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Summary

Heart of Darkness (1899) is a novella by Polish-British novelist Joseph Conrad about a voyage up the Congo River into the Congo Free State, in the heart of Africa, by the story's narrator Charles Marlow.

Marlow tells his story to friends aboard a boat anchored on the River Thames, London, England. This setting provides the frame for Marlow's story of his obsession with the ivory trader Kurtz, which enables Conrad to create a parallel between London and Africa as places of darkness.

Central to Conrad's work is the idea that there is little difference between so-called civilized people and those described as savages. Heart of Darkness raises questions about imperialism and racism.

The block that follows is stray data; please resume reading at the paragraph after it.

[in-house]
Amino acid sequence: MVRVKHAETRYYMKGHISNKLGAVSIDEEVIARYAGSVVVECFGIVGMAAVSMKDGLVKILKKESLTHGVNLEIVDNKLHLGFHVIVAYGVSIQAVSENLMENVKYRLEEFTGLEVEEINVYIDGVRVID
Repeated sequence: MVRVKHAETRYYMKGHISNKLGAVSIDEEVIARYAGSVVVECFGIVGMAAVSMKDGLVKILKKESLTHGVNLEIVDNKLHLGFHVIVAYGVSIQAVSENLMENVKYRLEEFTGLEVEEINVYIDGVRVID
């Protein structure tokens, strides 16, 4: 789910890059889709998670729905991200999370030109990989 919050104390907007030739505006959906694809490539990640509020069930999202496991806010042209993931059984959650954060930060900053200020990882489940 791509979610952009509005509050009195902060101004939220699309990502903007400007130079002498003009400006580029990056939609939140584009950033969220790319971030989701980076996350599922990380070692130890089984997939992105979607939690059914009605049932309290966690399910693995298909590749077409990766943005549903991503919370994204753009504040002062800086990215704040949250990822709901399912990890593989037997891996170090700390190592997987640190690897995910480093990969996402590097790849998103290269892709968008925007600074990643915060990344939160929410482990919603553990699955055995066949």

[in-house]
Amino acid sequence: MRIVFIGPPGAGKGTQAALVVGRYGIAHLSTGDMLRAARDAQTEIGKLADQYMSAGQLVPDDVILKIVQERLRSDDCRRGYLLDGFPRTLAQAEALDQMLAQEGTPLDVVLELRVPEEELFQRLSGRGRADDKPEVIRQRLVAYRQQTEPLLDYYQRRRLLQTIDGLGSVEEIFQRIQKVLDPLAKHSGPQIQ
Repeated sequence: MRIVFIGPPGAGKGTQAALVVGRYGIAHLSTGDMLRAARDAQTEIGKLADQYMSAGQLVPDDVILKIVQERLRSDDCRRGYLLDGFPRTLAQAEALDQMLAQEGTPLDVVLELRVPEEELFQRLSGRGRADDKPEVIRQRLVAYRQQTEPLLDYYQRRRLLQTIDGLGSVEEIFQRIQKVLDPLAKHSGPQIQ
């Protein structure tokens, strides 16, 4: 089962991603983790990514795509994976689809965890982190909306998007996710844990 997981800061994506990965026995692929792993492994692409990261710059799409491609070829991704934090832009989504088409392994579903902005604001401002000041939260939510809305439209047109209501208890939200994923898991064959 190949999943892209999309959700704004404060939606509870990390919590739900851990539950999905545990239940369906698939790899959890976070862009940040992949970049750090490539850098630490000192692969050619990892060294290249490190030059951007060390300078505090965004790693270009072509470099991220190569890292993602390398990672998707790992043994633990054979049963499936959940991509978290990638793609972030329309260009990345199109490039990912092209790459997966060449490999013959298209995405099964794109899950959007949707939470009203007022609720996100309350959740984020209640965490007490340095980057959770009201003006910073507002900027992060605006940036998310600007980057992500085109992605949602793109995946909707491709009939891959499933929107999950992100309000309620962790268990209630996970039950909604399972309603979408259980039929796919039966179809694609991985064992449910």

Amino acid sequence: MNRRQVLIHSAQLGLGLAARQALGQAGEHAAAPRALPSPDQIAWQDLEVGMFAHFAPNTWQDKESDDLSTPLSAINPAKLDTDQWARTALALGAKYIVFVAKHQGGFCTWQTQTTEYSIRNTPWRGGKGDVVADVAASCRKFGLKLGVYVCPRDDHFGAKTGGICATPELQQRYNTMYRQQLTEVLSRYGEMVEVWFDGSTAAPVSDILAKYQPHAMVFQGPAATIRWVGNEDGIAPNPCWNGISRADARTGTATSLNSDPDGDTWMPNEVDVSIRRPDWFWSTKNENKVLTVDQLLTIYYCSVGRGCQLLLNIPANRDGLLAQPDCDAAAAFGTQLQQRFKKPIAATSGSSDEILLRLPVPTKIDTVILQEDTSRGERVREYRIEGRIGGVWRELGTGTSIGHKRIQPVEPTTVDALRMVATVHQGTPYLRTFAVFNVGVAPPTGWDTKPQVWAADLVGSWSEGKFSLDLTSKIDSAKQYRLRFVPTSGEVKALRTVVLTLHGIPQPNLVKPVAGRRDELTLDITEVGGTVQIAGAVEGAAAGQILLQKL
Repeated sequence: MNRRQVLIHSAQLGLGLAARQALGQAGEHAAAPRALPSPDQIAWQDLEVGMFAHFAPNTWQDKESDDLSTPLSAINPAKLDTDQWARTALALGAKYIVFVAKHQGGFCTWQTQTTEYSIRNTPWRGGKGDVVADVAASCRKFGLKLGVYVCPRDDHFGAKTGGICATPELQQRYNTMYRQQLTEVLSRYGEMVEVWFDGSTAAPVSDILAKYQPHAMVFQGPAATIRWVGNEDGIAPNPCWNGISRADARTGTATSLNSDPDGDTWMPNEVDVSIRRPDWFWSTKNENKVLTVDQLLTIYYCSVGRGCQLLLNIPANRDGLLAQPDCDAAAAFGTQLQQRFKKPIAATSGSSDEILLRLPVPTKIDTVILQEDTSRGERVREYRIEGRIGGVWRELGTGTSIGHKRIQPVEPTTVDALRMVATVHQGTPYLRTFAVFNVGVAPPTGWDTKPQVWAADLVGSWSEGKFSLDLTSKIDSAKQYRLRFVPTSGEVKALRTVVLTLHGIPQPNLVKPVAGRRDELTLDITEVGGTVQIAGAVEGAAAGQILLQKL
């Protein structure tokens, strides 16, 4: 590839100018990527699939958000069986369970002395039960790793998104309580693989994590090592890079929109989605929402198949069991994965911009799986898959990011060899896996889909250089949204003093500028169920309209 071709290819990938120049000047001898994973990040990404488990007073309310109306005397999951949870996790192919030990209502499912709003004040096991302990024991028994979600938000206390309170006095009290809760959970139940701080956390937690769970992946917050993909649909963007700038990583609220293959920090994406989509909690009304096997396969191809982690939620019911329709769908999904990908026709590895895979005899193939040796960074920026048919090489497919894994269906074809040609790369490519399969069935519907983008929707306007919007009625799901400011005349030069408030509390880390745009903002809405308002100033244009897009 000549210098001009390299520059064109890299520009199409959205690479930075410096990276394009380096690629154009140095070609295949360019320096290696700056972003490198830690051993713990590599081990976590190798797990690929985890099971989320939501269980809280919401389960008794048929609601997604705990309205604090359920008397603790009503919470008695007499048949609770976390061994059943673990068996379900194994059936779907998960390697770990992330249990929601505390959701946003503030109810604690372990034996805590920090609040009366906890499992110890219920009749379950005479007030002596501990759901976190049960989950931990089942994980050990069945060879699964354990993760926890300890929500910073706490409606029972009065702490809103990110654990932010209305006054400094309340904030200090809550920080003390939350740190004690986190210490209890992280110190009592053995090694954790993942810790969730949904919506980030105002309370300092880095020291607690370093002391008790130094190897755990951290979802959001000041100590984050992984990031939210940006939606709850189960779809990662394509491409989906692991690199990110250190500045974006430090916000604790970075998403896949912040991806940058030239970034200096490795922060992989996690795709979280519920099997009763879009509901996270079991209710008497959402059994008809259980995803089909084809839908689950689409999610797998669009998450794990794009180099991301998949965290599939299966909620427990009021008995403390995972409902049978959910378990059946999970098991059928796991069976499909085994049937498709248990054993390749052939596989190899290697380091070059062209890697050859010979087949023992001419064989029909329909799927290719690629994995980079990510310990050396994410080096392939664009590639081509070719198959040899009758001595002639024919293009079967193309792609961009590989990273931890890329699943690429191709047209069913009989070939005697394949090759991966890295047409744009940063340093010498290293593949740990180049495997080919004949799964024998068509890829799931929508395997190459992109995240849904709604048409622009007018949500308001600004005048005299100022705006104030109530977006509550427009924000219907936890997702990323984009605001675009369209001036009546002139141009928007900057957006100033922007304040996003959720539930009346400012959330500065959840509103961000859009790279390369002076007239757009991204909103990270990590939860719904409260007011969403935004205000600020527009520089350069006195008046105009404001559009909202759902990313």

Originally issued as a three-part serial story in Blackwood's Magazine to celebrate the 1,000th edition of the magazine, Heart of Darkness has been widely re-published and translated into many languages. In 1998, the Modern Library ranked Heart of Darkness 67th on their list of the 100 best novels in English of the 20th century.

Public Domain (P)2018 Paperless

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